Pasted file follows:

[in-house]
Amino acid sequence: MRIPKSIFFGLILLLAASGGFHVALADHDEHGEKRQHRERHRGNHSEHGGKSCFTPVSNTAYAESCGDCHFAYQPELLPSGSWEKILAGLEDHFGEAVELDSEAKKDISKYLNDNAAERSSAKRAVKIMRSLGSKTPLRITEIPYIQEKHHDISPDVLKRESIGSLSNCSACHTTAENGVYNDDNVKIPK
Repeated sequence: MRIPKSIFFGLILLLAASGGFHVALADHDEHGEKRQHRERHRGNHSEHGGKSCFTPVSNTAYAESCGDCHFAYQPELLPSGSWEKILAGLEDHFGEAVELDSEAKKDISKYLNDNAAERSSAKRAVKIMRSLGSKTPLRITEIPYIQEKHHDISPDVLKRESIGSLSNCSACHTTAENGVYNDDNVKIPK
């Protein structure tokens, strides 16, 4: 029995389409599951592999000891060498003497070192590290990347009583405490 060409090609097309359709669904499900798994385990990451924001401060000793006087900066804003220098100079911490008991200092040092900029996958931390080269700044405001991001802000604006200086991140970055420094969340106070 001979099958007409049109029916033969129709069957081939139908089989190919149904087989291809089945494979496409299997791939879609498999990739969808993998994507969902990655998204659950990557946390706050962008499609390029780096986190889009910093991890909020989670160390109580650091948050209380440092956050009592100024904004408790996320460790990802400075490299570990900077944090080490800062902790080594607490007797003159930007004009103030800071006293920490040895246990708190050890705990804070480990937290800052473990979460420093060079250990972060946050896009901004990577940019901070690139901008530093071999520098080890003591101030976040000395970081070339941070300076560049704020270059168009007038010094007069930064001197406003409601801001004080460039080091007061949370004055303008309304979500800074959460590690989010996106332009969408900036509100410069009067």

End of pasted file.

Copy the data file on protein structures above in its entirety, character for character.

[in-house]
Amino acid sequence: MRIPKSIFFGLILLLAASGGFHVALADHDEHGEKRQHRERHRGNHSEHGGKSCFTPVSNTAYAESCGDCHFAYQPELLPSGSWEKILAGLEDHFGEAVELDSEAKKDISKYLNDNAAERSSAKRAVKIMRSLGSKTPLRITEIPYIQEKHHDISPDVLKRESIGSLSNCSACHTTAENGVYNDDNVKIPK
Repeated sequence: MRIPKSIFFGLILLLAASGGFHVALADHDEHGEKRQHRERHRGNHSEHGGKSCFTPVSNTAYAESCGDCHFAYQPELLPSGSWEKILAGLEDHFGEAVELDSEAKKDISKYLNDNAAERSSAKRAVKIMRSLGSKTPLRITEIPYIQEKHHDISPDVLKRESIGSLSNCSACHTTAENGVYNDDNVKIPK
């Protein structure tokens, strides 16, 4: 029995389409599951592999000891060498003497070192590290990347009583405490 060409090609097309359709669904499900798994385990990451924001401060000793006087900066804003220098100079911490008991200092040092900029996958931390080269700044405001991001802000604006200086991140970055420094969340106070 001979099958007409049109029916033969129709069957081939139908089989190919149904087989291809089945494979496409299997791939879609498999990739969808993998994507969902990655998204659950990557946390706050962008499609390029780096986190889009910093991890909020989670160390109580650091948050209380440092956050009592100024904004408790996320460790990802400075490299570990900077944090080490800062902790080594607490007797003159930007004009103030800071006293920490040895246990708190050890705990804070480990937290800052473990979460420093060079250990972060946050896009901004990577940019901070690139901008530093071999520098080890003591101030976040000395970081070339941070300076560049704020270059168009007038010094007069930064001197406003409601801001004080460039080091007061949370004055303008309304979500800074959460590690989010996106332009969408900036509100410069009067």